I spent much of May gallivanting around the Eastern Time Zone, and most of June sorting through my photos and planning what blog posts I might write about my travels.
This photo though. Not your usual holiday snap, but it makes me laugh every time I look at it. I met up with this raccoon one evening in Toronto while exploring the Scarborough Bluffs with a friend.
For my non-Canadian readers, raccoons are known in this country as trash pandas. They’ve adapted remarkably well to urban living and are known for finding their dinner in our garbage cans. Toronto spent millions developing and purchasing raccoon-resistant green bins — only they turned out to be not so resistant.
Back when I lived in Toronto, I had a mom and her three kits hanging around my house for an entire summer. Every evening, like clockwork, they would amble along the fence in my backyard as I watched from my kitchen window.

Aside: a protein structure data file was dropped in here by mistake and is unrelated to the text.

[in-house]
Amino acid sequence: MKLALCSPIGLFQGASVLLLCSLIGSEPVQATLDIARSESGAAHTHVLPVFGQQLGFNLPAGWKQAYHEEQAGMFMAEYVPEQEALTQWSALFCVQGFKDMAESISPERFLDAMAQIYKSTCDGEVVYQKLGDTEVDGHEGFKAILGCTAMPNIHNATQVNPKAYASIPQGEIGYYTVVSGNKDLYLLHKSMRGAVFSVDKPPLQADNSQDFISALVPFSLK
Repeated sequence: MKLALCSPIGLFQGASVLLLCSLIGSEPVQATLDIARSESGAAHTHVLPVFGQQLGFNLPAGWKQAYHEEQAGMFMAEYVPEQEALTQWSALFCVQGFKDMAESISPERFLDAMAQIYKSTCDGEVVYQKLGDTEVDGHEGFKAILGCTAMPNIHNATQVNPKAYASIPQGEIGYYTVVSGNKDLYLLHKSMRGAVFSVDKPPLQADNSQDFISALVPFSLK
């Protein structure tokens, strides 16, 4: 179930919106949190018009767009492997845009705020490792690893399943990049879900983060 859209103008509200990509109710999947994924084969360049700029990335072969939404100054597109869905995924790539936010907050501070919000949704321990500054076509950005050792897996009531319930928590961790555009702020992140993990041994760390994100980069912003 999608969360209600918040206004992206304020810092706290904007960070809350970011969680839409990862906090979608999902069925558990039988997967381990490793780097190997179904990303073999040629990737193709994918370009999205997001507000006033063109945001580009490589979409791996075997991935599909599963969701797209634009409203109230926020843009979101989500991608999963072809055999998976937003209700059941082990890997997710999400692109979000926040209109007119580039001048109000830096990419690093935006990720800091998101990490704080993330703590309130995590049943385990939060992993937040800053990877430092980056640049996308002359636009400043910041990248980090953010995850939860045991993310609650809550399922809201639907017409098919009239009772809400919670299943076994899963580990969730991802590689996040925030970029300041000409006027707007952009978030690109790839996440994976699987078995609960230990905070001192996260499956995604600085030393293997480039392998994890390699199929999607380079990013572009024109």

Here in Vancouver, I see raccoons mostly in Stanley Park, although one hot summer afternoon, I noticed a hefty raccoon napping in the tree outside my window. The tree is long gone — it came down in a winter storm — but I thought the clever creature had found a innovative solution to the heat.
The raccoon got its name from the Anishinaabe word aroughcun, which means “one who rubs and scrubs and scratches with its hands.” Raccoons are known for washing their food before they eat it.
If I’m an advocate for anything, it’s to move. As far as you can, as much as you can. Across the ocean, or simply across the river. The extent to which you can walk in someone else’s shoes or at least eat their food, it’s a plus for everybody. Open your minds, get up off the couch, move. — Anthony Bourdain